Monday, July 10, 2006
More Than 50 Brutally Executed in Baghdad
By Joshua Partlow and Saad al-Izzy
Washington Post Staff Writers
Sunday, July 9, 2006; 12:42 PM
BAGHDAD, July 9 -- Shiite militiamen rampaged through a Baghdad neighborhood Sunday morning, killing more than 50 people and leaving many of the bodies littering the streets, according to Iraqi officials and witnesses. The attacks were apparently retaliation for a car bombing at a Shiite mosque the night before.
The dramatic display of sectarian killing began when armed men, some dressed in black, entered the al-Jihad neighborhood of western Baghdad. They set up checkpoints to stop cars, burst into homes, and singled out Sunni Arab residents for execution, witnesses and police said. Some of the corpses were handcuffed and pocked with bullet holes while others were pegged with nails, witnesses said.
Police picked up 57 bodies from the neighborhood, and three Interior Ministry police were also killed there, said Ali Hussein, a commando with the Interior Ministry who ferried bodies to the Yarmouk Hospital. Gen. Saad Mohammed al-Tamini of the Interior Ministry confirmed that more than 50 people were killed.
[Late in the day, bombs in two parked car struck the al-Timim Shiite mosque in central Baghdad, killing 17 people and wounding 38, according to police Lt. Mohammed Khayoun.]
Residents of al-Jihad identified the gunmen as members of the Mahdi Army, the powerful militia controlled by Shiite cleric Moqtada al-Sadr. In the past three days Iraqi troops, with the support of U.S.-led coalition forces, have raided the homes of some leaders of the Mahdi Army homes and detained them.
Iraq's deputy prime minister for security affairs, Salam al-Zawbae, accused the defense and interior ministries of working with the militias to carry out the violence.
"Interior and defense ministries are infiltrated [by militias] and there are officials who lead brigades who are involved in this," Zawbae said in an interview on al-Jazeera television. "What is happening now is an ugly slaughter."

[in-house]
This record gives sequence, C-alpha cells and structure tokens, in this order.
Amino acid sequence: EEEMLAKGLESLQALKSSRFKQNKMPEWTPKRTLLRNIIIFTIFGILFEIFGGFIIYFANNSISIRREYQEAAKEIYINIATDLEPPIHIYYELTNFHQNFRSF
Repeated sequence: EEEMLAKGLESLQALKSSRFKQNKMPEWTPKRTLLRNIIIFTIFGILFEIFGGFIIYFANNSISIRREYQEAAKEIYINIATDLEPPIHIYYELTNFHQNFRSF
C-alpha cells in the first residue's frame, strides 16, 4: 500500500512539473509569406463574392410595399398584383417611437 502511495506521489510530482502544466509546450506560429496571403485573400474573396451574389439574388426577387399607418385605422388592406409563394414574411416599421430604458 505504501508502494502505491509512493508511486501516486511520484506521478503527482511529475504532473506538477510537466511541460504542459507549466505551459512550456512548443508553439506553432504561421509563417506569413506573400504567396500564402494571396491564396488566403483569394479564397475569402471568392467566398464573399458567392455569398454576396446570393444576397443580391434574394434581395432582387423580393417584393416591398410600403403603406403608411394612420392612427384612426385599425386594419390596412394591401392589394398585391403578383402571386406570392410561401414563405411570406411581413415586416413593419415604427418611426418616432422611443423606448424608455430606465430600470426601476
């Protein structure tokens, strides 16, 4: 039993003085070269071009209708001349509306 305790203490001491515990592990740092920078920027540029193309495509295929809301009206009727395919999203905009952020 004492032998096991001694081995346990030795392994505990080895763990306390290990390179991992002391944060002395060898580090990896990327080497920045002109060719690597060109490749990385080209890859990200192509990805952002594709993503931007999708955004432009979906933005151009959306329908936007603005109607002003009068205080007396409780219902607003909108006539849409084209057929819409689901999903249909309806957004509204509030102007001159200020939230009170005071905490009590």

Officials in Sadr's organization denied the involvement of the Mahdi Army.
"Since we joined the parliament, the Sadr movement and the Mahdi Army became targets," said Sahib al-Amiri, a close aide to Sadr in the southern holy city of Najaf. "They don't have any evidence that the armed men who are killing in al-Jihad neighborhood are members of the Mahdi Army."
"These armed men are receiving their orders from the occupation forces to create civil strife among Iraqi people," he added.
Across the al-Jihad neighborhood, a predominantly Sunni enclave along the road to the Baghdad International Airport, police in white pickup trucks patrolled the roads. Fighters gathered in the streets holding rocket launchers and belts of machine gun ammunition. A hot wind scoured across the neighborhood scattering the black smoke that billowed from burning tires.
Ali Muhsin, 58, a retiree from al-Jihad, said he witnessed three cars of gunmen pull up near his house and begin shooting people. Four corpses lay on the ground about 100 yards from his door and another four were shot at a vegetable market nearby, he said.
He saw gunmen get out of an Opal sedan, grab two bodies from the trunk, "and throw them on the street," he said.
"The whole problem and the killings is because of the occupation and the government is trying to create sectarian violence," he said.
Residents said that the violence stemmed from a car bomb attack on the Shiite Al-Zahra mosque Saturday night.
When Abdul Rahman Mohammed Hameed woke up at 9 a.m. Sunday he said he saw Mahdi Army militiamen deployed in the streets and manning a checkpoint on the main commercial street through the neighborhood. Busloads of militiamen were involved, he said.
"We heard some fierce shooting but it stopped and we have not been able to see what is going on," said Hameed. "We have gathered our stuff to flee the area but we are afraid to leave."
An official in a Sunni political party in al-Jihad said he saw Mahdi Army fighters riding in the same vehicles with Interior Ministry commanders. He took his family out of the house because he feared it would be raided by militiamen. Outside, he said he saw 15 bodies.
"Some of them were tortured with drills," he said. "Some of them were hanged by ropes."
Confronting the Mahdi Army has never been easy for U.S. and Iraqi forces, which put down two Sadr-led uprisings in 2004. While U.S. officials have blamed the group for contributing to the spike in sectarian violence here in recent months, politicians loyal to Sadr control more than 30 seats in Iraq's parliament and several cabinet posts, making the militia a politically risky target.
Special correspondents Bassam Sebti in Baghdad and Saad Sarhan in Najaf contributed to this report.